- “Yoga During Breast Cancer Treatment: Establishing Community-Based Partnerships” (TSI scholar award; PI: Suzanne Danhauer). This project involves translating yoga research from an academic cancer center to community partners in the CCOP Research Base. Newly diagnosed breast cancer patients are being randomized to a yoga or health and wellness group with the intervention being delivered at community cancer centers. Primary outcomes include fatigue, mood, and health-related quality of life.
- “Non-Specific Effects of Acupuncture in the Treatment of Hot Flashes” (1R01AT005854 PI: Nancy Avis) The primary purpose of this study is to determine the effectiveness of acupuncture for treating vasomotor and other symptoms associated with menopause as acupuncture is generally practiced in the “real world” setting and to obtain a comprehensive assessment of use patterns and symptom relief over time. This study will allow us to determine treatment patterns recommended by practicing acupuncturists, adherence to these treatments, and the effectiveness of different treatment patterns for reducing hot flashes. Results of this study will provide meaningful information to women in terms of number and frequency of acupuncture treatments likely to be needed to reduce hot flashes.
- “Feasibility of Delivering a Quitline Based Smoking Cessation Intervention in Lung Cancer Patients Receiving Outpatient Treatment: A Pilot Study” (NCI CCOP Clinical Trial PI: Kathryn Weaver). The goal of this pilot study is to demonstrate the feasibility of delivering an enhanced quitline-based smoking cessation intervention to lung cancer patients (n=30) in the outpatient oncology setting. We will also examine preliminary biologically confirmed smoking abstinence rates and patient-reported outcomes (quality of life, symptoms, perceived stress, and depression) in patients assigned to the intervention vs. usual care condition.
- “Tobacco Use Trajectories and Surgical Outcomes in Newly Diagnosed Head and Neck Cancer Patients in North and South Carolina” (CCCWFU/ MUSC Joint Pilot Grant Co-PIs: Weaver, Sullivan, Sterba, & Day). This pilot study will 1) provide preliminary data to understand the trajectory of tobacco use in head and neck cancer patients and the influence of tobacco use on surgical outcomes and 2) build collaborations for future interdisciplinary research among clinicians and researchers at the Comprehensive Cancer Center of Wake Forest University and the Hollings Cancer Center at the Medical University of South Carolina.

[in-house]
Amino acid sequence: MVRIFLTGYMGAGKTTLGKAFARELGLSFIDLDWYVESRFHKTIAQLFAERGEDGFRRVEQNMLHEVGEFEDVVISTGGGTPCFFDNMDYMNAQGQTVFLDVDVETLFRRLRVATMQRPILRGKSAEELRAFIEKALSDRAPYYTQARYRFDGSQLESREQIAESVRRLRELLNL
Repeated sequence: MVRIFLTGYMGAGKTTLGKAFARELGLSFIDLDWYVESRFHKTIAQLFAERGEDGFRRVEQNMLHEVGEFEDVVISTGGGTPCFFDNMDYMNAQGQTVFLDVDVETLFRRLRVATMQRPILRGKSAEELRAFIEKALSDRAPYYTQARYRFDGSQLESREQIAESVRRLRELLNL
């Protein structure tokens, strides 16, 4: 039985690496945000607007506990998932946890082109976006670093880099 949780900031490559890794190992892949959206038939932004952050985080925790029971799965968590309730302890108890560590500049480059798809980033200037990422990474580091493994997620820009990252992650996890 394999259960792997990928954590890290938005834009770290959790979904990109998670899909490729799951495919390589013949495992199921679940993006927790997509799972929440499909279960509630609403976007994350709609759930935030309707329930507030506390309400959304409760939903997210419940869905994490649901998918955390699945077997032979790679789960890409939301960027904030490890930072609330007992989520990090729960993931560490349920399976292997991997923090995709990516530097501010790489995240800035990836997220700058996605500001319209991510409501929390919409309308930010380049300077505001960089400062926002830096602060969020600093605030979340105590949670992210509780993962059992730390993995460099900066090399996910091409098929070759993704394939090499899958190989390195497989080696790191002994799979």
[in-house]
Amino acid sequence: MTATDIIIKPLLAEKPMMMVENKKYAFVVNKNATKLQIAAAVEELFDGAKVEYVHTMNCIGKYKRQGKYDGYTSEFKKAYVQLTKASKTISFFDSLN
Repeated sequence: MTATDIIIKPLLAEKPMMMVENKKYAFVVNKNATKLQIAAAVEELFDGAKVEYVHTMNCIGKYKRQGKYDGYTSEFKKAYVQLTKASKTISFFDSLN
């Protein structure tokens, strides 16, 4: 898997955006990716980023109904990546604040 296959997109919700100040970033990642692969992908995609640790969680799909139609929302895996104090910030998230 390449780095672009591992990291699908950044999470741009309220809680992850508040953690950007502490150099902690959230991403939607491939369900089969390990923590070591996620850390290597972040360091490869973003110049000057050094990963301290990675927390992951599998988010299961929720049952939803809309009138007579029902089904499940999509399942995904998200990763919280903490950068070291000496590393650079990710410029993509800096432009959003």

- “Measuring Student Exposure to ETS and College Receptivity to Environment Change” (5R21CA131749-02; PIs: Mark Wolfson and Erin Sutfin). The goal of this research is to inform the development of a randomized campus/community trial to reduce college student smoking and exposure to secondhand smoke. The project developed and implemented a web-based survey of college administrators from 152 colleges and universities in the Southeastern United States and conducted in-person interviews that provided insight as to how to frame the problem to college administrators, identify criteria on which to select schools to be included in the trial, and identify policies and practices that college administrators may be willing to implement on their campus. The second specific aim is to develop methods for the systematic assessment of exposure to secondhand smoke among college students. Two methods are to be used to measure air quality. The first is personal air monitoring, which involved continuous measurement of air quality over a four-day period by a sample of 42 college students. The second approach, microenvironment indoor air quality monitoring, involves measuring air quality in specific venues in and around the college campus that are likely to be populated by college students.